In my mailbox today, I found a press release from my friends at FLIP Publicity. It was to promote the upcoming Coal Mine Theatre production of Killer Joe, an edgy play by Tracy Letts about a guy who kills his mother in order to collect money needed for gambling debts. But what really caught my attention was the blurb at the bottom of the release. It reads:
Good Lord. Have we reached the stage in human existence that audiences need to be coddled in advance? I can understand the logistics of some things. Strobe lights could trigger an epileptic fit, which would certainly ruin the show for everyone, and a gun shot might wake up the guy snoozing in the back row. But it is 2016 - do we really need to warn people that characters, on a stage, performing a play that was written years before, will be depicting scenes in which the actors smoke and drink?
When I go to the theatre, I expect to see intense adult themes and strong language, and I usually hope to see some nudity. As for sexual violence and physical violence, isn’t this what drama is all about? Will trigger warnings be necessary for Lysistrata or Titus Andronicus or A Long Day’s Journey into Night? What kind of person is so frail that they can’t stand to watch actors portraying violence on a stage?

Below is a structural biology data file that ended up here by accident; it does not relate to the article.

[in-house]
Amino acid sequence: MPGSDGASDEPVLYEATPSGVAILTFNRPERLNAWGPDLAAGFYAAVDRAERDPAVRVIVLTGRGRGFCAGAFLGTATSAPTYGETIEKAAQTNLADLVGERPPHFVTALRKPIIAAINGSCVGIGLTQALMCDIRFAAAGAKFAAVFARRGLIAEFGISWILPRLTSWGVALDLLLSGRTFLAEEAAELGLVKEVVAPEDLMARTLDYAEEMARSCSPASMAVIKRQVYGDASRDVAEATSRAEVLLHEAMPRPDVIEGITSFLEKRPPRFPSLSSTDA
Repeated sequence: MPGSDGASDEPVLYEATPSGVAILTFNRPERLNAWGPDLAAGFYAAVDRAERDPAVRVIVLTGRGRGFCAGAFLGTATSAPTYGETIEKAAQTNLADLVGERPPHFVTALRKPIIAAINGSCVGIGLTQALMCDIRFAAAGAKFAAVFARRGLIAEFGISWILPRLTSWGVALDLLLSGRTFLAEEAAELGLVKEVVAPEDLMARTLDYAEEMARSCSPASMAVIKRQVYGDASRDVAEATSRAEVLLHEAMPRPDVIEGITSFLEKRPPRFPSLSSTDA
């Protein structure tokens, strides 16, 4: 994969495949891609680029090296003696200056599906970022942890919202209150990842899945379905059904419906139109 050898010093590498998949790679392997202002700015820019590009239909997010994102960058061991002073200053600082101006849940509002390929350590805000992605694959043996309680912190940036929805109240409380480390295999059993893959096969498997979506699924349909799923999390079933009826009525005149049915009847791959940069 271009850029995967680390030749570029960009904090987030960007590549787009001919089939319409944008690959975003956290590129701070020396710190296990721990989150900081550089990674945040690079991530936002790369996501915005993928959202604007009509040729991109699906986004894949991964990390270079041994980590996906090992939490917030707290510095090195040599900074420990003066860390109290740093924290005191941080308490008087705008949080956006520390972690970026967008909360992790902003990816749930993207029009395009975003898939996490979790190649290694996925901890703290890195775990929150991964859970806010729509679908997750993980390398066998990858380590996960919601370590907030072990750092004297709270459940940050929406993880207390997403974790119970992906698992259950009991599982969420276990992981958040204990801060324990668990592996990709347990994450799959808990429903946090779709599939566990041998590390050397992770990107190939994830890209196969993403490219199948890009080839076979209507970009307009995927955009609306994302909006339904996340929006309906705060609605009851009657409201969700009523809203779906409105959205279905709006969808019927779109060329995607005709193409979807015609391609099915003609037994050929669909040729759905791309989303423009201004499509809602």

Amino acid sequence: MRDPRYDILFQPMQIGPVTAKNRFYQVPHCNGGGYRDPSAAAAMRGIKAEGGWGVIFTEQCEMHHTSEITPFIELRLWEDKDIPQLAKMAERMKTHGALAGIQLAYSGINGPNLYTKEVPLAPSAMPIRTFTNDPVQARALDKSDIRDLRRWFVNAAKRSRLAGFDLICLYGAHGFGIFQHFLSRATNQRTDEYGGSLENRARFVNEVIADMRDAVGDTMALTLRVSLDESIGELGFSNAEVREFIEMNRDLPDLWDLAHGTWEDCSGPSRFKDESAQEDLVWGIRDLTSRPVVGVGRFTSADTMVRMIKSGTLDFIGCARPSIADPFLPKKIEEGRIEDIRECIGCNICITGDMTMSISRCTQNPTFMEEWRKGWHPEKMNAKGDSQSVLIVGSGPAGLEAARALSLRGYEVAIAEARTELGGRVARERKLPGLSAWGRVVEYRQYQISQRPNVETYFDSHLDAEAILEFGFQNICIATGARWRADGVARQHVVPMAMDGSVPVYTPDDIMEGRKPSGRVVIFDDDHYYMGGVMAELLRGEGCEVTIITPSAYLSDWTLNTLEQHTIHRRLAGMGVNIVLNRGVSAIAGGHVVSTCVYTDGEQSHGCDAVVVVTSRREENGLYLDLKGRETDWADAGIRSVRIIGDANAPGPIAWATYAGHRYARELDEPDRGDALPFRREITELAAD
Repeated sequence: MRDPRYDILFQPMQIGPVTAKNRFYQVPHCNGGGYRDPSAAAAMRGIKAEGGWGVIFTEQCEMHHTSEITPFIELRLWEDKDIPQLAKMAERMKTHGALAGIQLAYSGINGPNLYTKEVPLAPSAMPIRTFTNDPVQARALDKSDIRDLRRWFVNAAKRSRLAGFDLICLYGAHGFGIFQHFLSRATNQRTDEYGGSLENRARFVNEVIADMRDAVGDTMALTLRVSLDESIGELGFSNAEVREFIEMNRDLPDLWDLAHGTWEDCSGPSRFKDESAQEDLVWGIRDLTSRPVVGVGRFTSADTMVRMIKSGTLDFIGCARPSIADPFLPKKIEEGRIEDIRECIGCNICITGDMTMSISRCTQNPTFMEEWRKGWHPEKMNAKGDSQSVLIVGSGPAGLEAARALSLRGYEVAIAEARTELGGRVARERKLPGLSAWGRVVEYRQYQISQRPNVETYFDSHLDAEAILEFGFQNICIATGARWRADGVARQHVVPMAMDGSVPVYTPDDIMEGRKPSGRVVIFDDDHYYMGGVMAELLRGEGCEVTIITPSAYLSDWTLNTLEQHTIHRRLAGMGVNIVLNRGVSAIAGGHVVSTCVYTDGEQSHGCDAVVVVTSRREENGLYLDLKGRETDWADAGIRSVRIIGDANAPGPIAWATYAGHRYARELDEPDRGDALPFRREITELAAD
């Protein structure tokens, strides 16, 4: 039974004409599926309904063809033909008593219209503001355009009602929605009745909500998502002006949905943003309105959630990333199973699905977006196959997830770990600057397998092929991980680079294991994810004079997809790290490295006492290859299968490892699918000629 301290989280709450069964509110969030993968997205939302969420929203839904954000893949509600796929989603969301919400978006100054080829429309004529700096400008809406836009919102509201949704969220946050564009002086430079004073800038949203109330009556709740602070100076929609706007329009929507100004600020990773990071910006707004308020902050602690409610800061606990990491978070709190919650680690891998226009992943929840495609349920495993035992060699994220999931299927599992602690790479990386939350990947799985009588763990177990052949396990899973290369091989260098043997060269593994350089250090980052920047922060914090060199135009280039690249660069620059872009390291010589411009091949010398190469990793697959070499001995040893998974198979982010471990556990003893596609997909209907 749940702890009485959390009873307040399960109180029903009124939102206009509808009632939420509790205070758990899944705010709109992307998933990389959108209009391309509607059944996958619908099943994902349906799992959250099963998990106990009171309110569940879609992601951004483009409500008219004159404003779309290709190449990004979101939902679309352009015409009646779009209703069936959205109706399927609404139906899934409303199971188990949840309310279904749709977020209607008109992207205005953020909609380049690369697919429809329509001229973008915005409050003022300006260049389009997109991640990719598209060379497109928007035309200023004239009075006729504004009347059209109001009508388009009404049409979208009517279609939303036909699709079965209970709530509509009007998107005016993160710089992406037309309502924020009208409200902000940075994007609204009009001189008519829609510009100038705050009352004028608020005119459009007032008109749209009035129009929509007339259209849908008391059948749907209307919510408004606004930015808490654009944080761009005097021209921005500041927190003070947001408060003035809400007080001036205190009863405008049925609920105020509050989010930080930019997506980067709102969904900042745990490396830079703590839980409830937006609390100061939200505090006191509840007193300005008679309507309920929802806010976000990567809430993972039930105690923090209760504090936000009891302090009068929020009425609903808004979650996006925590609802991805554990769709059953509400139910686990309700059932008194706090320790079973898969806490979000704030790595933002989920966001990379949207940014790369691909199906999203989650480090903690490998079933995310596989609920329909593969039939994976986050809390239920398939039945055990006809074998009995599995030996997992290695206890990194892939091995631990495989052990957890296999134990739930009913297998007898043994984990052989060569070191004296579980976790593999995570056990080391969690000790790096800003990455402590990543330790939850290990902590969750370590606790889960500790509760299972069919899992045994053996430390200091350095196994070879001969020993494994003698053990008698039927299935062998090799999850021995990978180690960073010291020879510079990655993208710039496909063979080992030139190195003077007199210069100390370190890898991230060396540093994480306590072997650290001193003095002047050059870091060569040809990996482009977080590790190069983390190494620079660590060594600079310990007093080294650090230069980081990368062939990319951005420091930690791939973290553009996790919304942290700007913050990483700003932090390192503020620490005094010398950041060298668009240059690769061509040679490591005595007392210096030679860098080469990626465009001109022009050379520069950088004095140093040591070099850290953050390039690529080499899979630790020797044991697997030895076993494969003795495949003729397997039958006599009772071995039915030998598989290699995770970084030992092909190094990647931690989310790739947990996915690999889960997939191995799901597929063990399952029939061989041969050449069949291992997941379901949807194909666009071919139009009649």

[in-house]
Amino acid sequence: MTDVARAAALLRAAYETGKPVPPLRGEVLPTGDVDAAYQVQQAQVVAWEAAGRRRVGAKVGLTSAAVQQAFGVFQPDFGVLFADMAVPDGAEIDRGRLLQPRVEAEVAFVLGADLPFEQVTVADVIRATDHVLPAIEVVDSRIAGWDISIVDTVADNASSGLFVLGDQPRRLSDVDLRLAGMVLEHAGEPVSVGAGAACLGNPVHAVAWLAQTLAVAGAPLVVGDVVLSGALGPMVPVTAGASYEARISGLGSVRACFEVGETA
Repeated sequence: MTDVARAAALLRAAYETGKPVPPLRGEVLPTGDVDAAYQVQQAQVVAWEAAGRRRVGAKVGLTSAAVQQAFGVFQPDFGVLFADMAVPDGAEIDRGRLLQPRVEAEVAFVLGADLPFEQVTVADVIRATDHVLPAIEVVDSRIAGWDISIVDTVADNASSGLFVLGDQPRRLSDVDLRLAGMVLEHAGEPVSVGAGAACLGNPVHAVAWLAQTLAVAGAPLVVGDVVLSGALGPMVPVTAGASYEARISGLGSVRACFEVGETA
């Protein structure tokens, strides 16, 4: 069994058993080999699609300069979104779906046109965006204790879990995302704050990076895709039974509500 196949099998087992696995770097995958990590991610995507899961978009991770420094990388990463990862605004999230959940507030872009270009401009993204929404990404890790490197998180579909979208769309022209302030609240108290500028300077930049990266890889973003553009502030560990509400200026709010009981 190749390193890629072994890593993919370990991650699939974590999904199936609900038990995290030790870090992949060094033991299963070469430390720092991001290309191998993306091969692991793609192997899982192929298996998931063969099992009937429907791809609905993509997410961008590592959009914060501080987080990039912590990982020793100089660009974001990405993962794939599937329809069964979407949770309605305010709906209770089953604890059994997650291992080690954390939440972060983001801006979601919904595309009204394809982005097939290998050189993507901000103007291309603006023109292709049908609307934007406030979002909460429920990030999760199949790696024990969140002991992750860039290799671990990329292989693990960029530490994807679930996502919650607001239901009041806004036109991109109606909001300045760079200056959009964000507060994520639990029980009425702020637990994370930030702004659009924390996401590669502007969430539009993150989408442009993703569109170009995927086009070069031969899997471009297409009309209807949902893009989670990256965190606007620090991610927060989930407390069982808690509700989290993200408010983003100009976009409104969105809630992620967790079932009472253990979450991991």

It all started over 20 years ago, when broadcasters started issuing warnings before certain contentious, edgy television shows, usually comedies. As the cable nets grew in power, audiences expected their entertainment to reflect the world around them, a world full of sexual and physical violence (even if it isn’t happening to you, it is still happening somewhere). I recall the CBC pasting their silly warnings before broadcasts of The Larry Sanders Show (because they said ‘fuck’) or The Kids in the Hall (because some of their characters were gay or horny). This was to prevent people from suing. If you have been warned, you don’t have a case. All you could do was complain to the CRTC, which would then issue an alert or some such nonsense, and life carried on.
Now we have a play, an edgy one, warning its potential audience that some of its content might upset them. Are theatre companies worried that some nutbar will sue them because they were upset by watching actors on a stage pretend to rough each other up? (The play’s big moment is when Joe forces a girl to fellate a chicken leg.) Or is the whole thing a ploy to attract audiences hungry for visceral theatrics?
Clearly, I hate trigger warnings and the people who believe that they are a requirement of today’s entertainment. But on the bright side, Coal Mine Theatre is excited to present this play, by one of the best playwrights today. This production of Killer Joe is going to be a killer. Let’s hope its presentation does not require that any of its audience members be forced to leave in an ambulance, a cop car or a hearse. If you require a trigger warning before going to a movie or a stage play, you’re obviously too weak to deal with the real world.